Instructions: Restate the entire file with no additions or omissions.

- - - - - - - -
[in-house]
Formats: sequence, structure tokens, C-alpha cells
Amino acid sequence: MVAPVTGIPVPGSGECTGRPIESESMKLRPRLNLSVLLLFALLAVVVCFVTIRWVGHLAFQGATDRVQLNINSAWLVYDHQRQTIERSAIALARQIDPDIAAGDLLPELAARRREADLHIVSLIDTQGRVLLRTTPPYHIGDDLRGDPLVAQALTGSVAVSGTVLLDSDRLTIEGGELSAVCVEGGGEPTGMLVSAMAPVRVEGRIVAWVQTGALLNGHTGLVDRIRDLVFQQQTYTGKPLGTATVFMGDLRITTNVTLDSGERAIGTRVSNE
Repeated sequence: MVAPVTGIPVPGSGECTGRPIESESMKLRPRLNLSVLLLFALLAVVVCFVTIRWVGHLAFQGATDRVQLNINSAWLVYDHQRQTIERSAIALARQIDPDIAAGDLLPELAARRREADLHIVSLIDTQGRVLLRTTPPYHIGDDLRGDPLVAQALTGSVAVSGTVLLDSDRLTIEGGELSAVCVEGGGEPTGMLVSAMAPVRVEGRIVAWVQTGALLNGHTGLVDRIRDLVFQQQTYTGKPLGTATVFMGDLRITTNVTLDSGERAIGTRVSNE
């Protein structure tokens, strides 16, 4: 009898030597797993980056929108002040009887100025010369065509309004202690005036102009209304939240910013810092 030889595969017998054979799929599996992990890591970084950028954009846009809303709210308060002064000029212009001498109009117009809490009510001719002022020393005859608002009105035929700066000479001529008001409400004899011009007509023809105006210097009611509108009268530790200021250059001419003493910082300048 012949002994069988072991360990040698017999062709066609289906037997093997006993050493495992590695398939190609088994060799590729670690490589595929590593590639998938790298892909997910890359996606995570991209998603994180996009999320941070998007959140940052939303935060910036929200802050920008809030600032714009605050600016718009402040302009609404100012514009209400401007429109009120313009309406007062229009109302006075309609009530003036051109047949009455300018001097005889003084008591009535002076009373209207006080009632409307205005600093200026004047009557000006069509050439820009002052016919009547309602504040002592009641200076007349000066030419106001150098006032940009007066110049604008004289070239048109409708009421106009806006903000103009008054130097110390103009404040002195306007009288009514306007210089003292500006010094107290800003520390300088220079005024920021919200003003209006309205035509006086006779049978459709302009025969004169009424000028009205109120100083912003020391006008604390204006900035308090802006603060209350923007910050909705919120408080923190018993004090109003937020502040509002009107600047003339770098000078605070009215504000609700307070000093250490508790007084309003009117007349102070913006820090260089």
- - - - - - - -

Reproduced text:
[in-house]
Formats: sequence, structure tokens, C-alpha cells
Amino acid sequence: MVAPVTGIPVPGSGECTGRPIESESMKLRPRLNLSVLLLFALLAVVVCFVTIRWVGHLAFQGATDRVQLNINSAWLVYDHQRQTIERSAIALARQIDPDIAAGDLLPELAARRREADLHIVSLIDTQGRVLLRTTPPYHIGDDLRGDPLVAQALTGSVAVSGTVLLDSDRLTIEGGELSAVCVEGGGEPTGMLVSAMAPVRVEGRIVAWVQTGALLNGHTGLVDRIRDLVFQQQTYTGKPLGTATVFMGDLRITTNVTLDSGERAIGTRVSNE
Repeated sequence: MVAPVTGIPVPGSGECTGRPIESESMKLRPRLNLSVLLLFALLAVVVCFVTIRWVGHLAFQGATDRVQLNINSAWLVYDHQRQTIERSAIALARQIDPDIAAGDLLPELAARRREADLHIVSLIDTQGRVLLRTTPPYHIGDDLRGDPLVAQALTGSVAVSGTVLLDSDRLTIEGGELSAVCVEGGGEPTGMLVSAMAPVRVEGRIVAWVQTGALLNGHTGLVDRIRDLVFQQQTYTGKPLGTATVFMGDLRITTNVTLDSGERAIGTRVSNE
């Protein structure tokens, strides 16, 4: 009898030597797993980056929108002040009887100025010369065509309004202690005036102009209304939240910013810092 030889595969017998054979799929599996992990890591970084950028954009846009809303709210308060002064000029212009001498109009117009809490009510001719002022020393005859608002009105035929700066000479001529008001409400004899011009007509023809105006210097009611509108009268530790200021250059001419003493910082300048 012949002994069988072991360990040698017999062709066609289906037997093997006993050493495992590695398939190609088994060799590729670690490589595929590593590639998938790298892909997910890359996606995570991209998603994180996009999320941070998007959140940052939303935060910036929200802050920008809030600032714009605050600016718009402040302009609404100012514009209400401007429109009120313009309406007062229009109302006075309609009530003036051109047949009455300018001097005889003084008591009535002076009373209207006080009632409307205005600093200026004047009557000006069509050439820009002052016919009547309602504040002592009641200076007349000066030419106001150098006032940009007066110049604008004289070239048109409708009421106009806006903000103009008054130097110390103009404040002195306007009288009514306007210089003292500006010094107290800003520390300088220079005024920021919200003003209006309205035509006086006779049978459709302009025969004169009424000028009205109120100083912003020391006008604390204006900035308090802006603060209350923007910050909705919120408080923190018993004090109003937020502040509002009107600047003339770098000078605070009215504000609700307070000093250490508790007084309003009117007349102070913006820090260089």